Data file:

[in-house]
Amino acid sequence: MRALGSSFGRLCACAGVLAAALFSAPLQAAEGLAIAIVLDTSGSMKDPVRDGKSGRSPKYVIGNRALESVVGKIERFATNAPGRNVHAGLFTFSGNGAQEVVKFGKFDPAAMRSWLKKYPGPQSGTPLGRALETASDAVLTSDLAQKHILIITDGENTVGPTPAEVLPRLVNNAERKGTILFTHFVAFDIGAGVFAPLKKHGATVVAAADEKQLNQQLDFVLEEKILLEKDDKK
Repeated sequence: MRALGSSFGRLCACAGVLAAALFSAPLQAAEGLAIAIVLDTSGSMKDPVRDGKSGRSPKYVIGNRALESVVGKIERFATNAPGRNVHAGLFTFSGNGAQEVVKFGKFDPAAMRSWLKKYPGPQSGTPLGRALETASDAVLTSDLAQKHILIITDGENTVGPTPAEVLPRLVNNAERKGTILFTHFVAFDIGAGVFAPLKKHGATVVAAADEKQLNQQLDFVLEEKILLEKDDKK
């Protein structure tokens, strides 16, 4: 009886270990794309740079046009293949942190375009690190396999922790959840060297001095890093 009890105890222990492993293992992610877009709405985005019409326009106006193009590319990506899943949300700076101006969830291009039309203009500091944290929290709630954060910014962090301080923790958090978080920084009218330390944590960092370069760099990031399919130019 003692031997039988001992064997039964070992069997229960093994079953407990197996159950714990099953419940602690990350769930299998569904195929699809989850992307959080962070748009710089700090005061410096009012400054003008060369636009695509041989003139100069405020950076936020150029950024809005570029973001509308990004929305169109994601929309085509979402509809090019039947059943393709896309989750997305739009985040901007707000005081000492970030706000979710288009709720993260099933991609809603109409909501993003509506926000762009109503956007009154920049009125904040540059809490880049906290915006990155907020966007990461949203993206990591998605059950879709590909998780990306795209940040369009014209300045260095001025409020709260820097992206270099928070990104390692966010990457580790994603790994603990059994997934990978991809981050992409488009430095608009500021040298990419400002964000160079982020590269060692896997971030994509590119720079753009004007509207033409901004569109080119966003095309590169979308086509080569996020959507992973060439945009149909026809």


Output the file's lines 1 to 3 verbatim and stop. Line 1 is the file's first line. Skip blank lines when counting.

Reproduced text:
[in-house]
Amino acid sequence: MRALGSSFGRLCACAGVLAAALFSAPLQAAEGLAIAIVLDTSGSMKDPVRDGKSGRSPKYVIGNRALESVVGKIERFATNAPGRNVHAGLFTFSGNGAQEVVKFGKFDPAAMRSWLKKYPGPQSGTPLGRALETASDAVLTSDLAQKHILIITDGENTVGPTPAEVLPRLVNNAERKGTILFTHFVAFDIGAGVFAPLKKHGATVVAAADEKQLNQQLDFVLEEKILLEKDDKK
Repeated sequence: MRALGSSFGRLCACAGVLAAALFSAPLQAAEGLAIAIVLDTSGSMKDPVRDGKSGRSPKYVIGNRALESVVGKIERFATNAPGRNVHAGLFTFSGNGAQEVVKFGKFDPAAMRSWLKKYPGPQSGTPLGRALETASDAVLTSDLAQKHILIITDGENTVGPTPAEVLPRLVNNAERKGTILFTHFVAFDIGAGVFAPLKKHGATVVAAADEKQLNQQLDFVLEEKILLEKDDKK